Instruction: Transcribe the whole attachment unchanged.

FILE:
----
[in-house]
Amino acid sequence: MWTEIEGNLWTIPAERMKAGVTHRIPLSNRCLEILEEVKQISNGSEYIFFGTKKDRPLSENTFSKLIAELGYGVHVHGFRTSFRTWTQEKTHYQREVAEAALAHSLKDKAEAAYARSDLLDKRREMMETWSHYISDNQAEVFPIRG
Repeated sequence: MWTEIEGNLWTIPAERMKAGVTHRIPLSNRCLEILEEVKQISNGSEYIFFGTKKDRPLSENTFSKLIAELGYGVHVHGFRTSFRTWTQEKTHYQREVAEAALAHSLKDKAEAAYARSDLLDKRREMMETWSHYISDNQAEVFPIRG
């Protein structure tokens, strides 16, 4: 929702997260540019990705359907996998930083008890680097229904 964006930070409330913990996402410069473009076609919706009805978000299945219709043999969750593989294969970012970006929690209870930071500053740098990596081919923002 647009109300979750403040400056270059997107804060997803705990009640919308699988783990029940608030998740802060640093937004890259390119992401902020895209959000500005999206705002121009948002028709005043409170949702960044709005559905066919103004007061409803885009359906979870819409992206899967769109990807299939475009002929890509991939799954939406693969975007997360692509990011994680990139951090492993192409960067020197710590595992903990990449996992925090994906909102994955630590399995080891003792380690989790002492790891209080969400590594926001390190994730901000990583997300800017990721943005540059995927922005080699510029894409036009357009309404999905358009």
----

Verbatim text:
[in-house]
Amino acid sequence: MWTEIEGNLWTIPAERMKAGVTHRIPLSNRCLEILEEVKQISNGSEYIFFGTKKDRPLSENTFSKLIAELGYGVHVHGFRTSFRTWTQEKTHYQREVAEAALAHSLKDKAEAAYARSDLLDKRREMMETWSHYISDNQAEVFPIRG
Repeated sequence: MWTEIEGNLWTIPAERMKAGVTHRIPLSNRCLEILEEVKQISNGSEYIFFGTKKDRPLSENTFSKLIAELGYGVHVHGFRTSFRTWTQEKTHYQREVAEAALAHSLKDKAEAAYARSDLLDKRREMMETWSHYISDNQAEVFPIRG
């Protein structure tokens, strides 16, 4: 929702997260540019990705359907996998930083008890680097229904 964006930070409330913990996402410069473009076609919706009805978000299945219709043999969750593989294969970012970006929690209870930071500053740098990596081919923002 647009109300979750403040400056270059997107804060997803705990009640919308699988783990029940608030998740802060640093937004890259390119992401902020895209959000500005999206705002121009948002028709005043409170949702960044709005559905066919103004007061409803885009359906979870819409992206899967769109990807299939475009002929890509991939799954939406693969975007997360692509990011994680990139951090492993192409960067020197710590595992903990990449996992925090994906909102994955630590399995080891003792380690989790002492790891209080969400590594926001390190994730901000990583997300800017990721943005540059995927922005080699510029894409036009357009309404999905358009």